This will sound like marketing-speak, but climb into the cabin and you’ll immediately get the urge for sporty driving. The driver and all four passengers sit on bolstered seats that are covered in leather and suede. The driver gets to grip a leather steering wheel with red accents and thumb grips. Gauges red and black with a checkered pattern further entice the driver.

    Ford Ranger Raptor

    But despite the sporty trimmings, the Ranger Raptor’s interior is still a relaxing place to be in. It carries creature comforts such as a smart entry system, push button start, driver’s eight-way power adjustable seat, dual climate control, and eight-inch Sync3 infotainment touchscreen linked to six speakers.

    With a cosseting cabin, free from excessive engine and wind noise at speed, combined with a pliant ride and effortless engine, the Ranger Raptor also possesses an easygoing nature.

    However, the cabin could be improved in some areas. I find the driver’s seat backrest angle is too slanted even when it’s adjusted to its most upright position, and the tiller only adjusts for rake. Meanwhile, some noise from jeepneys and motorcycles outside permeates the cabin, which made me momentarily think I left a window open. As for the Sync3 infotainment, I was only able to switch FM radio stations and music from my Bluetooth-connected phone by pressing the touchscreen; the tiller buttons didn’t work.

    Ford Ranger Raptor

    I suspect the limited wheel adjustment and thin windows only reflect the Ranger Raptor’s workhorse roots, while the infotainment issues are a cause of my own lapses in dealing with technology. Techies can use the Ranger Raptor’s Apple CarPlay and Android Auto connectivities and voice command.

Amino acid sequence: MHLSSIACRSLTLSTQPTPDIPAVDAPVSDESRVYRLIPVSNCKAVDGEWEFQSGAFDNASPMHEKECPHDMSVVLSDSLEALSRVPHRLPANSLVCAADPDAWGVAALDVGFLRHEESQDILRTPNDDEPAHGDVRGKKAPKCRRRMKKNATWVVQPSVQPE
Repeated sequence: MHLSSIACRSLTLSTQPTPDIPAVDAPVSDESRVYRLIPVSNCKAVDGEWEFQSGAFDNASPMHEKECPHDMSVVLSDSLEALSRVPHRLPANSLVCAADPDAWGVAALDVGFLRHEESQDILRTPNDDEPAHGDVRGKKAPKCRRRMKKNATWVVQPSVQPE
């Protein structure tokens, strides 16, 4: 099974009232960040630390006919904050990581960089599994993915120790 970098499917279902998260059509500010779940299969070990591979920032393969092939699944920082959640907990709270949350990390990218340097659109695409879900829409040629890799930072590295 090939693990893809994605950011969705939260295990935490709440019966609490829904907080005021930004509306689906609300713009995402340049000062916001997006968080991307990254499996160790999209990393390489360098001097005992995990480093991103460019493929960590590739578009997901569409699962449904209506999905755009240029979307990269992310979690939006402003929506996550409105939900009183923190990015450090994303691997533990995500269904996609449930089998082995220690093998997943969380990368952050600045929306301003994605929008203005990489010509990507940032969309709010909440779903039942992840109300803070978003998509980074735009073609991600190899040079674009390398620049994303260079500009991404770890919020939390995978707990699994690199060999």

Safety kit

    The Ranger Raptor is equipped with a reversing camera and rear parking sensors, features that look simple next to the 360-degree cameras and front sensors of the Navara Pro-4x and Hilux GR-S. But since the Raptor’s sizable nose can be seen from the driver’s seat anyway, additional sonars and cameras almost seem excessive.

    Ford Ranger Raptor

    And this pickup is still a safe one still, with its stability control, Roll-over Mitigation, Hill Launch Assist, Hill Descent Control, Trailer Sway and Load Adaptive Controls, and Autonomous Emergency Braking. There’s the tailgate lift assist, too. The latter smoothens the drop of the tailgate, so as to avoid injuring the person opening the rear.


    Highly accomplished and highly appealing is how I’d sum up the Ranger Raptor. Granted, it does lose out on several convenience gadgets, and high payload and towing capacity figures of its ilk and rivals, but the pickup’s strengths lie in its driving quality. 

    If you’re considering the Ranger Raptor as a workhorse to carry heavy loads regularly, I recommend going for the other Ranger variants instead. Not only do these variants look more qualified for the job, but their more compact sizes suit city streets better.

    Also, don’t look at the Ranger Raptor as a true-blue pickup — rather, think of it as an alternative to a top-spec crossover or compact SUV.

    For about the same price as those raised sedans, you’d get a vehicle with more performance kudos, off-road capability, road presence, and the utility afforded by a dedicated cargo bed. You’d enjoy taking the Ranger to overlanding, cycling, surfing, or whatever activity floats your boat, more than many SUVs out there.

    And considering the arrival of the next-generation Ranger, this Ranger Raptor could be the swan song of the current model. It’s an odd but effective remix of easy listening and rockin’ beats. No wonder it’s a hit.

    Ford Ranger Raptor

    Photos from Ford and Roy Robles